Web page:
Can't Get No Satisfaction - This unassuming essay (it's in a state of half-decay with missing figures) is a fascinating (and accessible) overview of phase transitions in NP systems (it explains those terms). In other words: complex physical systems and difficult problems in computing are related. The seminal paper is here, and this is a list of other essays by the same author (links at foot of page).
posted by andrew cooke on Feb 5, 2004 - 4 comments

The Abduction of Modernity

The Abduction of Modernity. "Western thinkers, many of whom cannot speak or read any non-Western language, are held back in their analysis of modern civilization by the assumption that modernity is an exclusive characteristic of the West. At a time when the sole superpower is resurrecting the practice of imposing national will by military might, Henry C K Liu examines this assumption in a series of articles." Part 1: The race toward barbarism, Part 2: That old time religion, Part 3: Rule of law vs Confucianism, Part 4: Taoism and modernity, Part 5: The Enlightenment and modernity, Part 6a: Imperialism as modernity, Part 6b: Imperialism and fragmentation, Part 6c: Imperialism resisted.
posted by homunculus on Oct 15, 2003 - 13 comments

The "duh" in Fundamentalism:

The "duh" in Fundamentalism: Jaime Wright's "The Philosophy Of The Bomb". Please scroll down to Essays, Rants, Etc...
posted by protocool on May 30, 2002 - 6 comments

How much freedom should we trade for our security?

How much freedom should we trade for our security? That is the title of this years Economist/Shell essay competition. The winner will receive $20,000 as well as inclusion in The Economist: The World in 2003. The closing date is August 15. Anyone feel like entering? If I can learn to write English in time I may submit an essay that takes the form of a discussion between a 68 year old Japanese American ex-internee and a 7 year old Israeli girl.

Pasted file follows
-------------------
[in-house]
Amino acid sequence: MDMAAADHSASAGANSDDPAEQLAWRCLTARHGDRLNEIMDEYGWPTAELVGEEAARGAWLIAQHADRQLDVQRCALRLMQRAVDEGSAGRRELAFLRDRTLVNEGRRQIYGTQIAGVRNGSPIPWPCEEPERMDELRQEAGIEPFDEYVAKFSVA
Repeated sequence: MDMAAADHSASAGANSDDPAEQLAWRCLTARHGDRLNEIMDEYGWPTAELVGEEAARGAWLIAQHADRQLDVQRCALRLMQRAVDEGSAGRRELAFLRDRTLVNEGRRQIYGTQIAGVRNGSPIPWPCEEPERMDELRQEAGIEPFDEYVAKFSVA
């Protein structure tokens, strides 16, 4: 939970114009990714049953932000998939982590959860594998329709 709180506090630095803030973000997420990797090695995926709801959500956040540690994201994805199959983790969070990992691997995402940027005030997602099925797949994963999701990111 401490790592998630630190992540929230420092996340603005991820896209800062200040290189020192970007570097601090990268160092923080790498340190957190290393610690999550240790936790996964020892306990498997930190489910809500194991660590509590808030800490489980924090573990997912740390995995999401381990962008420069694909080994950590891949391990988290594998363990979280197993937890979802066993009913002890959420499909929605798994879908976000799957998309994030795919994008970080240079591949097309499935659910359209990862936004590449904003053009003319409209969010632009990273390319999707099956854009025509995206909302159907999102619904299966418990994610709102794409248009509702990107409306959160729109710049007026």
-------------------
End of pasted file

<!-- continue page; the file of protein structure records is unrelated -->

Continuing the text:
posted by RobertLoch on Apr 22, 2002 - 14 comments

Here's

Here's an interesting take on the whole western ideals v eastern ideals idea. The collapse of the Soviet Union as harbinger of the collapse of the west? Well, maybe not from the perspective of your average neo-libertarian. From the perspective of someone who didn't buy into the Enlightenment, from where springs both liberal democracy and marxism, then it may just look like one process. Interesting article from the 'Other Side of the Hill'.
posted by vbfg on Sep 17, 2001 - 4 comments

The Case for Rage and Retribution.

The Case for Rage and Retribution. An essay by Lance Morrow from the special all-attack issue of TIME. "What’s needed is a unified, unifying, Pearl Harbor sort of purple American fury — a ruthless indignation that doesn’t leak away in a week or two."
posted by aaron on Sep 16, 2001 - 52 comments

"Every school has its story, every room its ghost."

"Every school has its story, every room its ghost."

Ian Dugay writes about the terrors of elementary school; his experience might be rather particular (if you read it, you'll understand that I don't mean that in a Columbine kind of way), but he can't be the only one with unpleasant memories -- how do you remember grade school?
posted by lia on Jan 21, 2001 - 17 comments

Essay by Richard Dawkins

Essay by Richard Dawkins (the scientist, not the game show host) on the supposed convergence on science and religion.
posted by Optamystic on Oct 19, 2000 - 47 comments

Paul Ford's Ftrain

Paul Ford's Ftrain has a great piece on Micrsoft Word, writing, and the web. His stream-of-consciousness essay has hilarious nuggets like the "computer science axiom 'all software expands until it can send mail.'" There's a couple illustrations worth noting: the first looks like Word with all the tool bar icons enabled, and the other is Word's paperclip assistant interfering with an especially private moment. Great stuff.
posted by mathowie on Feb 8, 2000 - 1 comment